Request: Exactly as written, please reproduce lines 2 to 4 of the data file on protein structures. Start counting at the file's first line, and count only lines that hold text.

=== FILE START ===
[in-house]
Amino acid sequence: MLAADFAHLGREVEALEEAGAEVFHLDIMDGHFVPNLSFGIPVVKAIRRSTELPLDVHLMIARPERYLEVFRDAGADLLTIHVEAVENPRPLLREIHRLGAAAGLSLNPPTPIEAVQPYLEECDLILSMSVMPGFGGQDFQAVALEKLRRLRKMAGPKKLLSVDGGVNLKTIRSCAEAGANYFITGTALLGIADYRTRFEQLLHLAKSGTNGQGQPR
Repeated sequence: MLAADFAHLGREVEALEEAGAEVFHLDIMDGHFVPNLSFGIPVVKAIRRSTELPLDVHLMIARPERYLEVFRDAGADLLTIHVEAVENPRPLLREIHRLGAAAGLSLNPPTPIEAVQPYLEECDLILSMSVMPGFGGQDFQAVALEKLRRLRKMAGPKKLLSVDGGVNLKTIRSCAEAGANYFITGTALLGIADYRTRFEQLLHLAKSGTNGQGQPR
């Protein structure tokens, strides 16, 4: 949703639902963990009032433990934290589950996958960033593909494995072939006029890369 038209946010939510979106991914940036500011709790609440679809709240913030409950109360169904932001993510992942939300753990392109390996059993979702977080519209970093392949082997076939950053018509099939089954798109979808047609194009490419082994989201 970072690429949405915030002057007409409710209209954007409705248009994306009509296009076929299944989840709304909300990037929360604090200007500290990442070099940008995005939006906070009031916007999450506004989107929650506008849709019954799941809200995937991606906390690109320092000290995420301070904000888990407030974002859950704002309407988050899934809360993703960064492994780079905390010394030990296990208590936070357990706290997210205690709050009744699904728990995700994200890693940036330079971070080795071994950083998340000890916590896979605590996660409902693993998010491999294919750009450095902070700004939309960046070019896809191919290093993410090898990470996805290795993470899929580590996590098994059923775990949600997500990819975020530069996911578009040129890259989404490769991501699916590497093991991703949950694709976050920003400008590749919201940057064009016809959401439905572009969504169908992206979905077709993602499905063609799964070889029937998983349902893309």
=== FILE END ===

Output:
Amino acid sequence: MLAADFAHLGREVEALEEAGAEVFHLDIMDGHFVPNLSFGIPVVKAIRRSTELPLDVHLMIARPERYLEVFRDAGADLLTIHVEAVENPRPLLREIHRLGAAAGLSLNPPTPIEAVQPYLEECDLILSMSVMPGFGGQDFQAVALEKLRRLRKMAGPKKLLSVDGGVNLKTIRSCAEAGANYFITGTALLGIADYRTRFEQLLHLAKSGTNGQGQPR
Repeated sequence: MLAADFAHLGREVEALEEAGAEVFHLDIMDGHFVPNLSFGIPVVKAIRRSTELPLDVHLMIARPERYLEVFRDAGADLLTIHVEAVENPRPLLREIHRLGAAAGLSLNPPTPIEAVQPYLEECDLILSMSVMPGFGGQDFQAVALEKLRRLRKMAGPKKLLSVDGGVNLKTIRSCAEAGANYFITGTALLGIADYRTRFEQLLHLAKSGTNGQGQPR
């Protein structure tokens, strides 16, 4: 949703639902963990009032433990934290589950996958960033593909494995072939006029890369 038209946010939510979106991914940036500011709790609440679809709240913030409950109360169904932001993510992942939300753990392109390996059993979702977080519209970093392949082997076939950053018509099939089954798109979808047609194009490419082994989201 970072690429949405915030002057007409409710209209954007409705248009994306009509296009076929299944989840709304909300990037929360604090200007500290990442070099940008995005939006906070009031916007999450506004989107929650506008849709019954799941809200995937991606906390690109320092000290995420301070904000888990407030974002859950704002309407988050899934809360993703960064492994780079905390010394030990296990208590936070357990706290997210205690709050009744699904728990995700994200890693940036330079971070080795071994950083998340000890916590896979605590996660409902693993998010491999294919750009450095902070700004939309960046070019896809191919290093993410090898990470996805290795993470899929580590996590098994059923775990949600997500990819975020530069996911578009040129890259989404490769991501699916590497093991991703949950694709976050920003400008590749919201940057064009016809959401439905572009969504169908992206979905077709993602499905063609799964070889029937998983349902893309």